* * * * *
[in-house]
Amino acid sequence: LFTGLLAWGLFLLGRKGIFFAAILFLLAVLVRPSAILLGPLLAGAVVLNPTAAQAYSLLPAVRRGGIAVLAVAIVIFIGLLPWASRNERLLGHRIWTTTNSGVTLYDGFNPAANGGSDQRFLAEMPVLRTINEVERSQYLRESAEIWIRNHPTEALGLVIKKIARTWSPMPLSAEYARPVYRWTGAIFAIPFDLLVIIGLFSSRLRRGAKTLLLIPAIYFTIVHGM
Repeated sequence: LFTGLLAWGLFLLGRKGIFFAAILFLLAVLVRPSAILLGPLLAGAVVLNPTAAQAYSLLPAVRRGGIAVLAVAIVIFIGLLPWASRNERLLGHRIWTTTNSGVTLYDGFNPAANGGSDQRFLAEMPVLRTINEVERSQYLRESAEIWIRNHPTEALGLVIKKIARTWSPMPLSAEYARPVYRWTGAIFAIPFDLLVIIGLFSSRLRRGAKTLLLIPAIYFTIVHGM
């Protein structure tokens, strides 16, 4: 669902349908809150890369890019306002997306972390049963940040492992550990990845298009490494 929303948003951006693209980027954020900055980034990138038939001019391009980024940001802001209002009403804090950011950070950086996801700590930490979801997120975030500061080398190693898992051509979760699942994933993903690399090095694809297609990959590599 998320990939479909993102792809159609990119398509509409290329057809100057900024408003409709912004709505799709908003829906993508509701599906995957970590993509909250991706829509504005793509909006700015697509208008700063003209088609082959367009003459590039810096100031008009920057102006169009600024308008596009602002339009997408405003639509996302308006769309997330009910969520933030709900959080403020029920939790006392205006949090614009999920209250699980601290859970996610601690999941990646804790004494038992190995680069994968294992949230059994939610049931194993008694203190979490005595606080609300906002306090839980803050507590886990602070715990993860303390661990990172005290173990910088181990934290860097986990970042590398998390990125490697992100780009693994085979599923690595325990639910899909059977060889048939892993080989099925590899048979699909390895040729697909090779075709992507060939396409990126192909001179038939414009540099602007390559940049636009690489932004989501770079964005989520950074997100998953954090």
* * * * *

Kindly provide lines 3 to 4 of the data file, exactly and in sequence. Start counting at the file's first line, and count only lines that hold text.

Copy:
Repeated sequence: LFTGLLAWGLFLLGRKGIFFAAILFLLAVLVRPSAILLGPLLAGAVVLNPTAAQAYSLLPAVRRGGIAVLAVAIVIFIGLLPWASRNERLLGHRIWTTTNSGVTLYDGFNPAANGGSDQRFLAEMPVLRTINEVERSQYLRESAEIWIRNHPTEALGLVIKKIARTWSPMPLSAEYARPVYRWTGAIFAIPFDLLVIIGLFSSRLRRGAKTLLLIPAIYFTIVHGM
């Protein structure tokens, strides 16, 4: 669902349908809150890369890019306002997306972390049963940040492992550990990845298009490494 929303948003951006693209980027954020900055980034990138038939001019391009980024940001802001209002009403804090950011950070950086996801700590930490979801997120975030500061080398190693898992051509979760699942994933993903690399090095694809297609990959590599 998320990939479909993102792809159609990119398509509409290329057809100057900024408003409709912004709505799709908003829906993508509701599906995957970590993509909250991706829509504005793509909006700015697509208008700063003209088609082959367009003459590039810096100031008009920057102006169009600024308008596009602002339009997408405003639509996302308006769309997330009910969520933030709900959080403020029920939790006392205006949090614009999920209250699980601290859970996610601690999941990646804790004494038992190995680069994968294992949230059994939610049931194993008694203190979490005595606080609300906002306090839980803050507590886990602070715990993860303390661990990172005290173990910088181990934290860097986990970042590398998390990125490697992100780009693994085979599923690595325990639910899909059977060889048939892993080989099925590899048979699909390895040729697909090779075709992507060939396409990126192909001179038939414009540099602007390559940049636009690489932004989501770079964005989520950074997100998953954090």